Starring Gabriel LaBelle, Michelle Williams, Paul Dano, Judd Hirsch, Seth Rogen
The growing trend of high-profile directors turning their personal stories into movies continues with one of the most celebrated men in cinema “Movies are dreams you never forget.” Steven Spielberg’s “The Fablemans” is a blend of fact and fiction, exploring how he came to live and breathe cinema. This family-friendly, coming-of-age story boasts a likely Oscar-worthy performance by Michelle Williams, portraying a complicated version of Spielberg’s mother. “The Fablemans” is equal parts about growing up Jewish in the 60s, a mother/son bond experience, all wrapped up in one child’s need to take control of the story. You can expect the usual expert cinematography as Spielberg reteams with Janusz Kaminski (“West Side Story,” “Bridge of Spies”). These self-reflective projects allow filmmakers to criticize their methods. In contrast, Spielberg doesn’t do this as blatantly as Iñárritu with “Bardo”; he does have a line in there from his young sisters addressing his lack of female roles.
A young Sammy was excited about seeing his first film on the big screen last week. Now that he is standing in line with his parents, Burt (Dano) and Mitzi (Williams), he is scared of the “giant” characters he will see inside. The marquee reads “The Greatest Show on Earth,” and his parents promise Sammy he will enjoy it. Sammy not only enjoys it, but it also changes his life. As Sammy matures into a teenager, he becomes more and more interested in the art of filming, editing, and creating. Everyone is in awe of his high school experience, boy scouts, and his self-taught talent. As Sammy grows up, his parents grow apart, something he accidentally captures on film. His close relationship with his mother becomes strained as their likeness, which includes selfishness, begins to drive them in different directions.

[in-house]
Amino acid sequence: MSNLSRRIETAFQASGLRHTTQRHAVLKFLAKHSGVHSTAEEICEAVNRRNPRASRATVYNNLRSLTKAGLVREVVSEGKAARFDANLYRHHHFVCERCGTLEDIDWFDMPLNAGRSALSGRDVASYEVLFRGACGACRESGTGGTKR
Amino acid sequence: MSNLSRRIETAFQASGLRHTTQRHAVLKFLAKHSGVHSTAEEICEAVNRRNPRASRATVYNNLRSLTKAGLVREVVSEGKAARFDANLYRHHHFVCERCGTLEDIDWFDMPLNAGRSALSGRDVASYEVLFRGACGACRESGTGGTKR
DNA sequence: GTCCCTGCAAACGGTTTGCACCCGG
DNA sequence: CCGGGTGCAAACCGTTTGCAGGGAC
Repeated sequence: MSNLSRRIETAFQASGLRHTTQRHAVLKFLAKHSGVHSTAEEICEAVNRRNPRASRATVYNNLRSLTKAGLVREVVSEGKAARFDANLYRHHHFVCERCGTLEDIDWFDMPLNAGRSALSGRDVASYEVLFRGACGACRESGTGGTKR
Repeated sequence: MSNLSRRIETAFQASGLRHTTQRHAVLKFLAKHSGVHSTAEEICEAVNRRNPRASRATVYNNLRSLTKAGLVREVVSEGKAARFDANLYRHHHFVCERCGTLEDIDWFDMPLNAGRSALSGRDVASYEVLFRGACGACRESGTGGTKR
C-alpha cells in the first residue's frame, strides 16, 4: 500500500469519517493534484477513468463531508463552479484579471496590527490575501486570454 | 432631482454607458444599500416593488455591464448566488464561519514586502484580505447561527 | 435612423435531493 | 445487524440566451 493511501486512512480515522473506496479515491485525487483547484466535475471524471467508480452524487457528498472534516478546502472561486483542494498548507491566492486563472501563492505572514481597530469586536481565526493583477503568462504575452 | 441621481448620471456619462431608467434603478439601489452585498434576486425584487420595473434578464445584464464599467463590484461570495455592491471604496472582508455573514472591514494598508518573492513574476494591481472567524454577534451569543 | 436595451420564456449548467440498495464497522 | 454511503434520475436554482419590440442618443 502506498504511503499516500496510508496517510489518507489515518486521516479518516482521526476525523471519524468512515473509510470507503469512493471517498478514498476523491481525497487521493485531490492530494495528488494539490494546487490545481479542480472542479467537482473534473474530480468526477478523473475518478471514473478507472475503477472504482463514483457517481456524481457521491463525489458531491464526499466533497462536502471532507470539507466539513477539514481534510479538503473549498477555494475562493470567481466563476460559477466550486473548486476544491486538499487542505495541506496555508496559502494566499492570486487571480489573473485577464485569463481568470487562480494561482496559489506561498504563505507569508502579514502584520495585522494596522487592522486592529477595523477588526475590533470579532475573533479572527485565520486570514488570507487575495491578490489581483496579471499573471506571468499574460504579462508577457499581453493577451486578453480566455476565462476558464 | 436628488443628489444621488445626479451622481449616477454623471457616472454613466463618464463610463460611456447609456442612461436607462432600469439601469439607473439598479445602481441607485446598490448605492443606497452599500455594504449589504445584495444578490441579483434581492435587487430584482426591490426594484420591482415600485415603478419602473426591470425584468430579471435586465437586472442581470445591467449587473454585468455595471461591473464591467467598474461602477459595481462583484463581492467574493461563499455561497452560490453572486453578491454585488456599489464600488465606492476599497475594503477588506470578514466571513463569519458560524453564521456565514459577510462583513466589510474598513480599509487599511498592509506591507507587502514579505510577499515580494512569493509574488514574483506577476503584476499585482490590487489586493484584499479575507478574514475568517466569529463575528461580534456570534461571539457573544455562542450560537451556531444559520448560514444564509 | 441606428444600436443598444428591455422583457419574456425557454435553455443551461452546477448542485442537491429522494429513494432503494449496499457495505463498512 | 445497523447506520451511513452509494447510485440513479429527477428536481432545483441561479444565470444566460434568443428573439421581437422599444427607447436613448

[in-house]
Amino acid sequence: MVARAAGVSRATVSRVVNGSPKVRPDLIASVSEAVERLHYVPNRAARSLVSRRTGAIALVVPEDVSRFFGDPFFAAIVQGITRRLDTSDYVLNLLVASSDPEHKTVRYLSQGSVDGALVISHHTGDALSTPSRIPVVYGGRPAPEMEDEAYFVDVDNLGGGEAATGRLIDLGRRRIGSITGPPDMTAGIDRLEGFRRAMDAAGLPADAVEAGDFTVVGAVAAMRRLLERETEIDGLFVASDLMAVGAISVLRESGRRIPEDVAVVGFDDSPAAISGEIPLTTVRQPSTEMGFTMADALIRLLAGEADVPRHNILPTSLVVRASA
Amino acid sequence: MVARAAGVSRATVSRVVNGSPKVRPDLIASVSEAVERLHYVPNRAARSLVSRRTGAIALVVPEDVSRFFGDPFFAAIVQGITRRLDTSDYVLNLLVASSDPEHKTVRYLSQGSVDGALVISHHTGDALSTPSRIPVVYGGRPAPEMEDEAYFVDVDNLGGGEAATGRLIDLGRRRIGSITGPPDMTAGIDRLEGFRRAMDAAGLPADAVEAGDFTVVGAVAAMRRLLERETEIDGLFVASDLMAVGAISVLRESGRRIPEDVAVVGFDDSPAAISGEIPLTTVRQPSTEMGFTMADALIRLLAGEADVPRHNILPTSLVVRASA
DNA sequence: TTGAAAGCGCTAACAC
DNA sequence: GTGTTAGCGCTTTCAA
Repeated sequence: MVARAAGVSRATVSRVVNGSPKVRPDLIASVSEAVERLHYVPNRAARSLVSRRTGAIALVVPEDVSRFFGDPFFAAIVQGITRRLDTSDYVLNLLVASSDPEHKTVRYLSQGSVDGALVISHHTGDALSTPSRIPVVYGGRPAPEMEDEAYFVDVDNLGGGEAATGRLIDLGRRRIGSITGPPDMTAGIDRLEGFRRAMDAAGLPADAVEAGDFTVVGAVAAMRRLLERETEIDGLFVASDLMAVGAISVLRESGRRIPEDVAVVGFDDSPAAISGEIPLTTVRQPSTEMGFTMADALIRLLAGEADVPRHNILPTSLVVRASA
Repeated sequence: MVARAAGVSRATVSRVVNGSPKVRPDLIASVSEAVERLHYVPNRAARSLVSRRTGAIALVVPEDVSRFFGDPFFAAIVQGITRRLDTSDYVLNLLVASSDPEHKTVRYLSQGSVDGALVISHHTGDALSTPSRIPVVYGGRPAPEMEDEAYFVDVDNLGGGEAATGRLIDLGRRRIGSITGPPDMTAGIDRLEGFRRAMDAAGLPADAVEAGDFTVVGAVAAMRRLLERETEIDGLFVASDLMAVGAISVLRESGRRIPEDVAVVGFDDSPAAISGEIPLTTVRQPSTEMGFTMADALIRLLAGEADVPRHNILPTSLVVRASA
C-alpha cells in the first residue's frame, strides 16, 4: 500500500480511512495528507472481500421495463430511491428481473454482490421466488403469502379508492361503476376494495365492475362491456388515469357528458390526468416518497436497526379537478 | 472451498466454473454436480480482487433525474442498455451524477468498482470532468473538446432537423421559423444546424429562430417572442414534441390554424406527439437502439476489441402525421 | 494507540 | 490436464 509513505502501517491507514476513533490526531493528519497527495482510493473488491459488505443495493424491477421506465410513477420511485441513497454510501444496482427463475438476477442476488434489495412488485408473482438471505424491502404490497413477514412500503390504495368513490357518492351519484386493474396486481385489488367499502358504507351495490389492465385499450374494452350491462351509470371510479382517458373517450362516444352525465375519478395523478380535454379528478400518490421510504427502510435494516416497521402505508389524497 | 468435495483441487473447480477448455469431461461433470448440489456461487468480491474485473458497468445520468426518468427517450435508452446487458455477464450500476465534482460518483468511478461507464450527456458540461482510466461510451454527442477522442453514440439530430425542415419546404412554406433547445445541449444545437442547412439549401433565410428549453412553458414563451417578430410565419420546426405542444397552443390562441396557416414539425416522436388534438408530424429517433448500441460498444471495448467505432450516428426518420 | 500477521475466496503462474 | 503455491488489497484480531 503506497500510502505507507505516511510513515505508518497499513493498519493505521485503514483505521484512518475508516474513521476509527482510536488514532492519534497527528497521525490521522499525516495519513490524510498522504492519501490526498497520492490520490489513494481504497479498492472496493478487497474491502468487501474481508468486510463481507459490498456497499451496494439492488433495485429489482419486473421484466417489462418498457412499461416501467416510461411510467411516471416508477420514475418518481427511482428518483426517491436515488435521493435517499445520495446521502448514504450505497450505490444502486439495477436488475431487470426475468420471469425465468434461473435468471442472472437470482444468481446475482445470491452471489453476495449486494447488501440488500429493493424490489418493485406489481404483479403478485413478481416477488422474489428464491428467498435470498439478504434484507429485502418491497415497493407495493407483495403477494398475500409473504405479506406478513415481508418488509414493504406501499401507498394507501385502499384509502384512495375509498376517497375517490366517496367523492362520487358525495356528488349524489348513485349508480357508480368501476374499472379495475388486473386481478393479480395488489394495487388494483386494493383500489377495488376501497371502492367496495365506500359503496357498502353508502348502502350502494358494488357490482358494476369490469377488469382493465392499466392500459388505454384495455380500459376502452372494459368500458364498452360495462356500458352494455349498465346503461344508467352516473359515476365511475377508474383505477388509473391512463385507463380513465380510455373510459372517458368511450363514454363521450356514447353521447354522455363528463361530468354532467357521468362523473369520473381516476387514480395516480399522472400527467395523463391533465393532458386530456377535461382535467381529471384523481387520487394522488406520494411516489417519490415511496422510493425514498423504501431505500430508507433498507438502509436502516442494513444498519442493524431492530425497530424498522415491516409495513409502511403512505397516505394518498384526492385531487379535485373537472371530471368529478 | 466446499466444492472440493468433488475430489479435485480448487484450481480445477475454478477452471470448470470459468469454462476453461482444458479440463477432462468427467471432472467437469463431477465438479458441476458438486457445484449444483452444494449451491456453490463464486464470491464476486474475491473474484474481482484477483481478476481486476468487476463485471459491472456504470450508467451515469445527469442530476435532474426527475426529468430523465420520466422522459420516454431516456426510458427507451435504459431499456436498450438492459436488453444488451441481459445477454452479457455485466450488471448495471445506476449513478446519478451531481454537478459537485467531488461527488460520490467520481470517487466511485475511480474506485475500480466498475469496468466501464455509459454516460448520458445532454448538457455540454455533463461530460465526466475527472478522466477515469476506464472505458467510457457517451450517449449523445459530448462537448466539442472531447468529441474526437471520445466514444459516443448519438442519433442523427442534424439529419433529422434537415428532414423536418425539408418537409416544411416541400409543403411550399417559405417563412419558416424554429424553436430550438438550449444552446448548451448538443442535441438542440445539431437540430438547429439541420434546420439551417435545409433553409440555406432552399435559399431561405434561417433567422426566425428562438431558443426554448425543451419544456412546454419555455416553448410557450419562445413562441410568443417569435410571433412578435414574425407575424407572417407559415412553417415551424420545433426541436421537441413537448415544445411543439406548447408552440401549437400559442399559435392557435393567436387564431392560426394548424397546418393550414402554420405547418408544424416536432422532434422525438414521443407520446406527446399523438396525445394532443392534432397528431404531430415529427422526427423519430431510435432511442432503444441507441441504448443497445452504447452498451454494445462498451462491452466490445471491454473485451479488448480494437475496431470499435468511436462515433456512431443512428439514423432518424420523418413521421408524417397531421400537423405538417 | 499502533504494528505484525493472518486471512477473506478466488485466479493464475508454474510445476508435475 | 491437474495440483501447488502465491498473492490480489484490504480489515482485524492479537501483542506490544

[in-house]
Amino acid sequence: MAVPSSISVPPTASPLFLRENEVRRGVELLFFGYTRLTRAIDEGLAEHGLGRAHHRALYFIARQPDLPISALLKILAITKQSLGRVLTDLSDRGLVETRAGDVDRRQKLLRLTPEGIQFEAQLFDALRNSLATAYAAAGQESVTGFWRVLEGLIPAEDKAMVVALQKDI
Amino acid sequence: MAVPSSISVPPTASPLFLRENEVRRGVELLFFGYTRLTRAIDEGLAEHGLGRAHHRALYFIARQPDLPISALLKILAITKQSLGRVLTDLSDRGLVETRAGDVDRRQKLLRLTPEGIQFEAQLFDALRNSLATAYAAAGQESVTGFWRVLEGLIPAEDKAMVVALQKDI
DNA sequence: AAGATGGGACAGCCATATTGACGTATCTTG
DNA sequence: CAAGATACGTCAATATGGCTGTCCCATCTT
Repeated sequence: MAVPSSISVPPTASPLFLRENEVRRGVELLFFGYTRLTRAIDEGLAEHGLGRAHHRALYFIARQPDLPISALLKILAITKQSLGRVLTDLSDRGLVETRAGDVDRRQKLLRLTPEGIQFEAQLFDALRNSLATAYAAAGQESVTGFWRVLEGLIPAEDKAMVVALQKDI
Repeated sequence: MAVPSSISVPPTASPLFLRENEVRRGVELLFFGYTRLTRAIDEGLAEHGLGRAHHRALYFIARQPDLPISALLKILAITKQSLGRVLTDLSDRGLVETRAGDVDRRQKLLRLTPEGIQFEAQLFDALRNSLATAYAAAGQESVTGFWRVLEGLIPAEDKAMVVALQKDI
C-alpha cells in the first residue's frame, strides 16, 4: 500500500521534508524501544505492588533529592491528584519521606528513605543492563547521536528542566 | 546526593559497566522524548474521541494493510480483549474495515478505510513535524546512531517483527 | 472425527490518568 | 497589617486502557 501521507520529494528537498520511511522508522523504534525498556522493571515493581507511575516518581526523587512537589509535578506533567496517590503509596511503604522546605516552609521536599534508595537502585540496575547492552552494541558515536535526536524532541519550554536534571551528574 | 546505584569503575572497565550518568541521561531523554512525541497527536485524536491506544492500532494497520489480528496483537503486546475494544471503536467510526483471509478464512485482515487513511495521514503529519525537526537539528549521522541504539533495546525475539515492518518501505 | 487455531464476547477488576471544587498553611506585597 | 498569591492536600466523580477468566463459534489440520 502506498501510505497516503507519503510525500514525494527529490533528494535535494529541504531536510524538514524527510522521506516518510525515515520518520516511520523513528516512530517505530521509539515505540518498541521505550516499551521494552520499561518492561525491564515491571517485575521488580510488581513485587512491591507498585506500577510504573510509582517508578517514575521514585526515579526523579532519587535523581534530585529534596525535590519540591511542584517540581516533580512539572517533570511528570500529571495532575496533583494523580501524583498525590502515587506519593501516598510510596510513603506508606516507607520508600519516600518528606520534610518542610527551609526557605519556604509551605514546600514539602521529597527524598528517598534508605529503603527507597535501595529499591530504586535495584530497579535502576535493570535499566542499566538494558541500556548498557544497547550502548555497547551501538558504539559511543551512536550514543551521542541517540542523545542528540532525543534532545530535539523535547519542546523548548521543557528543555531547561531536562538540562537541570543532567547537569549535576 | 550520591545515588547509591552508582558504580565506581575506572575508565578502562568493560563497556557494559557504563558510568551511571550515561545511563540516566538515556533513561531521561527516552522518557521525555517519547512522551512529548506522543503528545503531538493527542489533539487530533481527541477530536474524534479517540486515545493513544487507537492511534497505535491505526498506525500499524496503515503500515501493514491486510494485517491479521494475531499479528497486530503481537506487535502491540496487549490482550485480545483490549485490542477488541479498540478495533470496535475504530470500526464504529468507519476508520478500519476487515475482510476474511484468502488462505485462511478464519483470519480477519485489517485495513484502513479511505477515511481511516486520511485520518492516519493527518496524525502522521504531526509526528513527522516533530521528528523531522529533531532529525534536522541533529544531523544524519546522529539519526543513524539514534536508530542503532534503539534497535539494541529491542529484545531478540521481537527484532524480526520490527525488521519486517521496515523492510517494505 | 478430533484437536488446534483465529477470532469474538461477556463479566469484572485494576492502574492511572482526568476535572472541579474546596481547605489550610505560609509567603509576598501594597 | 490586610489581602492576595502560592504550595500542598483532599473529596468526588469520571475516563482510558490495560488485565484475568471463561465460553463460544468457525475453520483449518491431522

While there are moments of campy family movie cliches and Williams overacting, as a whole, it’s a sweet film about following your passion when others don’t understand or belittle talents outside the norm.
It’s nearly impossible to dislike “The Fablemans.” In many ways, it’s the most honest film Spielberg has ever made. While there are moments of campy family movie cliches and Williams overacting, as a whole, it’s a sweet film about following your passion when others don’t understand or belittle talents outside the norm. Like “Roma,” a film Spielberg actively campaigned against during that award season, he creates a sort of love letter to his childhood and mother. Mitzi Fableman is one of Williams’s loudest and showiest performances, sure to get her nominated in whatever category they settle on. If she runs as a supporting actress, she has so much screen time she might finally win, which would be a rarity in a Spielberg-directed film.
2022 may very well go down as the year of films about filmmaking. With the movie-going experience threatened by the repercussions of the pandemic, it’s as if filmmakers are producing movies to remind audiences of that special feeling we all get. Cue Nicole Kidman’s “heartbreak feels good in a place like this” AMC ad. Spielberg’s ode to movies is likely to be the most seen, having created something anyone can sit in front of and enjoy. Like his films or not, one of Spielberg’s most extraordinary talents isn’t his creativity or ingenuity but his marketability to the masses. “The Fablemans” might not include dinosaurs, aliens, or sharks, but it’s an origin story of how one of the most respected directors of our time got his imagination from his mother.
Spielberg looks inward to deliver one of his most emotional films.